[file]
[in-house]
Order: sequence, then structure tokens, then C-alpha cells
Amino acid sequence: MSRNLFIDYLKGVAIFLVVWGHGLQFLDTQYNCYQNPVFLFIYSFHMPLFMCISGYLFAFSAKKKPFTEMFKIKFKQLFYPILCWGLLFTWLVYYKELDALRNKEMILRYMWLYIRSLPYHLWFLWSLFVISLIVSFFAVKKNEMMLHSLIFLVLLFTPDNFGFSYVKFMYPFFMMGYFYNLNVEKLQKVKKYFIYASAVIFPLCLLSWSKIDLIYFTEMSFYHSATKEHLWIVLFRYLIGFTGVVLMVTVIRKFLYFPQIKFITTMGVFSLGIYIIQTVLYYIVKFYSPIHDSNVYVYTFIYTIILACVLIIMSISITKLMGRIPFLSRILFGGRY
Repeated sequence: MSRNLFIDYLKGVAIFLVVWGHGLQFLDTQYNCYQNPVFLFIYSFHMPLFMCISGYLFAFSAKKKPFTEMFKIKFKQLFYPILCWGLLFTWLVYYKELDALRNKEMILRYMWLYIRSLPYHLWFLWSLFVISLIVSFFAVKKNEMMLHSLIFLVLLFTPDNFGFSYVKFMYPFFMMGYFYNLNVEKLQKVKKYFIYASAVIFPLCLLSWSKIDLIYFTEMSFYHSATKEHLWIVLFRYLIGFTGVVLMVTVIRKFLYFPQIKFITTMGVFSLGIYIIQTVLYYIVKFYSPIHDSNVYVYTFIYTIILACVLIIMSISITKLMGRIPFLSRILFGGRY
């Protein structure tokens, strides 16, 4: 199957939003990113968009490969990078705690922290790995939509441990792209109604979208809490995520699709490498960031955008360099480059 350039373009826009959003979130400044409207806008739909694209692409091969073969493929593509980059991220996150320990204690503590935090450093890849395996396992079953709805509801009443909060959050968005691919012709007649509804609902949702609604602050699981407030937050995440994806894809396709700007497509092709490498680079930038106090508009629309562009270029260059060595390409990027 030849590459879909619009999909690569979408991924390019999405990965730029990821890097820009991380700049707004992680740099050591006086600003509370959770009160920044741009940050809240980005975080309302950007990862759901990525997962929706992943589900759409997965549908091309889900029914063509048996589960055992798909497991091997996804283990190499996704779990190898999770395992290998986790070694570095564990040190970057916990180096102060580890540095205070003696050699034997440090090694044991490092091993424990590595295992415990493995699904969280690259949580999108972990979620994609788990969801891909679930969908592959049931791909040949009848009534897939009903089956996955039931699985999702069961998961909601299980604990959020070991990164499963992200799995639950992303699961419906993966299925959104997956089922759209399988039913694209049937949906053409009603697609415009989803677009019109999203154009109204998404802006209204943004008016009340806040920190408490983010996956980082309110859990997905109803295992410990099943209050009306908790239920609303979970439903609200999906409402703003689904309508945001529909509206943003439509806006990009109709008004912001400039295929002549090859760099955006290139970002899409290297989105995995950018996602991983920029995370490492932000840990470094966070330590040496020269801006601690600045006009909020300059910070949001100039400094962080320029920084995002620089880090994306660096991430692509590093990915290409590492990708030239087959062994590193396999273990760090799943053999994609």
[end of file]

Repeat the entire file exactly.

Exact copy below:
[in-house]
Order: sequence, then structure tokens, then C-alpha cells
Amino acid sequence: MSRNLFIDYLKGVAIFLVVWGHGLQFLDTQYNCYQNPVFLFIYSFHMPLFMCISGYLFAFSAKKKPFTEMFKIKFKQLFYPILCWGLLFTWLVYYKELDALRNKEMILRYMWLYIRSLPYHLWFLWSLFVISLIVSFFAVKKNEMMLHSLIFLVLLFTPDNFGFSYVKFMYPFFMMGYFYNLNVEKLQKVKKYFIYASAVIFPLCLLSWSKIDLIYFTEMSFYHSATKEHLWIVLFRYLIGFTGVVLMVTVIRKFLYFPQIKFITTMGVFSLGIYIIQTVLYYIVKFYSPIHDSNVYVYTFIYTIILACVLIIMSISITKLMGRIPFLSRILFGGRY
Repeated sequence: MSRNLFIDYLKGVAIFLVVWGHGLQFLDTQYNCYQNPVFLFIYSFHMPLFMCISGYLFAFSAKKKPFTEMFKIKFKQLFYPILCWGLLFTWLVYYKELDALRNKEMILRYMWLYIRSLPYHLWFLWSLFVISLIVSFFAVKKNEMMLHSLIFLVLLFTPDNFGFSYVKFMYPFFMMGYFYNLNVEKLQKVKKYFIYASAVIFPLCLLSWSKIDLIYFTEMSFYHSATKEHLWIVLFRYLIGFTGVVLMVTVIRKFLYFPQIKFITTMGVFSLGIYIIQTVLYYIVKFYSPIHDSNVYVYTFIYTIILACVLIIMSISITKLMGRIPFLSRILFGGRY
């Protein structure tokens, strides 16, 4: 199957939003990113968009490969990078705690922290790995939509441990792209109604979208809490995520699709490498960031955008360099480059 350039373009826009959003979130400044409207806008739909694209692409091969073969493929593509980059991220996150320990204690503590935090450093890849395996396992079953709805509801009443909060959050968005691919012709007649509804609902949702609604602050699981407030937050995440994806894809396709700007497509092709490498680079930038106090508009629309562009270029260059060595390409990027 030849590459879909619009999909690569979408991924390019999405990965730029990821890097820009991380700049707004992680740099050591006086600003509370959770009160920044741009940050809240980005975080309302950007990862759901990525997962929706992943589900759409997965549908091309889900029914063509048996589960055992798909497991091997996804283990190499996704779990190898999770395992290998986790070694570095564990040190970057916990180096102060580890540095205070003696050699034997440090090694044991490092091993424990590595295992415990493995699904969280690259949580999108972990979620994609788990969801891909679930969908592959049931791909040949009848009534897939009903089956996955039931699985999702069961998961909601299980604990959020070991990164499963992200799995639950992303699961419906993966299925959104997956089922759209399988039913694209049937949906053409009603697609415009989803677009019109999203154009109204998404802006209204943004008016009340806040920190408490983010996956980082309110859990997905109803295992410990099943209050009306908790239920609303979970439903609200999906409402703003689904309508945001529909509206943003439509806006990009109709008004912001400039295929002549090859760099955006290139970002899409290297989105995995950018996602991983920029995370490492932000840990470094966070330590040496020269801006601690600045006009909020300059910070949001100039400094962080320029920084995002620089880090994306660096991430692509590093990915290409590492990708030239087959062994590193396999273990760090799943053999994609």